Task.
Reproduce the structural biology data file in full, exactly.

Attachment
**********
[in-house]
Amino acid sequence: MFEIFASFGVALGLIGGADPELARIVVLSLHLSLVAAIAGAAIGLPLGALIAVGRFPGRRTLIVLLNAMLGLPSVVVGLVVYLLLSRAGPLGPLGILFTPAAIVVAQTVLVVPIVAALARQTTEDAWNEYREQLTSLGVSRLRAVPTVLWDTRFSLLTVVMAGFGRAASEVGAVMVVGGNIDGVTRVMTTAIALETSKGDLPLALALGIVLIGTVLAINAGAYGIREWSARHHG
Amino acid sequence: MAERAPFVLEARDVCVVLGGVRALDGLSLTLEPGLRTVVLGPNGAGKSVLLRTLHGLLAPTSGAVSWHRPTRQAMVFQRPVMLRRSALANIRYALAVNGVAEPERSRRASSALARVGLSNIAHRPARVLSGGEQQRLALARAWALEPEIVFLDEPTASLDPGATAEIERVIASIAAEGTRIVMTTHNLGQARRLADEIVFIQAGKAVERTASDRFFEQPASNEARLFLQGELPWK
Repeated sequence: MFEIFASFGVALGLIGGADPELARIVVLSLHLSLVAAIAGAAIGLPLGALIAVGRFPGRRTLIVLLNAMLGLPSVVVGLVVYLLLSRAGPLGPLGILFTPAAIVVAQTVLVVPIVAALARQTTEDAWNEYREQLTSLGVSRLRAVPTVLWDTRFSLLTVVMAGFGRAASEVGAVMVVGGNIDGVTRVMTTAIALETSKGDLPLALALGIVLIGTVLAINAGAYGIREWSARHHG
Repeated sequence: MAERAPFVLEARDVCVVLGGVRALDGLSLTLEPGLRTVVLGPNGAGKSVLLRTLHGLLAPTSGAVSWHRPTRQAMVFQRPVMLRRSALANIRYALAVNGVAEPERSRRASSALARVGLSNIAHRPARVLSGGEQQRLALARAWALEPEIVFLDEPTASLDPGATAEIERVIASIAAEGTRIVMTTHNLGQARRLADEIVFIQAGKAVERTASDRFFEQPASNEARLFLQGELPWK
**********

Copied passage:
[in-house]
Amino acid sequence: MFEIFASFGVALGLIGGADPELARIVVLSLHLSLVAAIAGAAIGLPLGALIAVGRFPGRRTLIVLLNAMLGLPSVVVGLVVYLLLSRAGPLGPLGILFTPAAIVVAQTVLVVPIVAALARQTTEDAWNEYREQLTSLGVSRLRAVPTVLWDTRFSLLTVVMAGFGRAASEVGAVMVVGGNIDGVTRVMTTAIALETSKGDLPLALALGIVLIGTVLAINAGAYGIREWSARHHG
Amino acid sequence: MAERAPFVLEARDVCVVLGGVRALDGLSLTLEPGLRTVVLGPNGAGKSVLLRTLHGLLAPTSGAVSWHRPTRQAMVFQRPVMLRRSALANIRYALAVNGVAEPERSRRASSALARVGLSNIAHRPARVLSGGEQQRLALARAWALEPEIVFLDEPTASLDPGATAEIERVIASIAAEGTRIVMTTHNLGQARRLADEIVFIQAGKAVERTASDRFFEQPASNEARLFLQGELPWK
Repeated sequence: MFEIFASFGVALGLIGGADPELARIVVLSLHLSLVAAIAGAAIGLPLGALIAVGRFPGRRTLIVLLNAMLGLPSVVVGLVVYLLLSRAGPLGPLGILFTPAAIVVAQTVLVVPIVAALARQTTEDAWNEYREQLTSLGVSRLRAVPTVLWDTRFSLLTVVMAGFGRAASEVGAVMVVGGNIDGVTRVMTTAIALETSKGDLPLALALGIVLIGTVLAINAGAYGIREWSARHHG
Repeated sequence: MAERAPFVLEARDVCVVLGGVRALDGLSLTLEPGLRTVVLGPNGAGKSVLLRTLHGLLAPTSGAVSWHRPTRQAMVFQRPVMLRRSALANIRYALAVNGVAEPERSRRASSALARVGLSNIAHRPARVLSGGEQQRLALARAWALEPEIVFLDEPTASLDPGATAEIERVIASIAAEGTRIVMTTHNLGQARRLADEIVFIQAGKAVERTASDRFFEQPASNEARLFLQGELPWK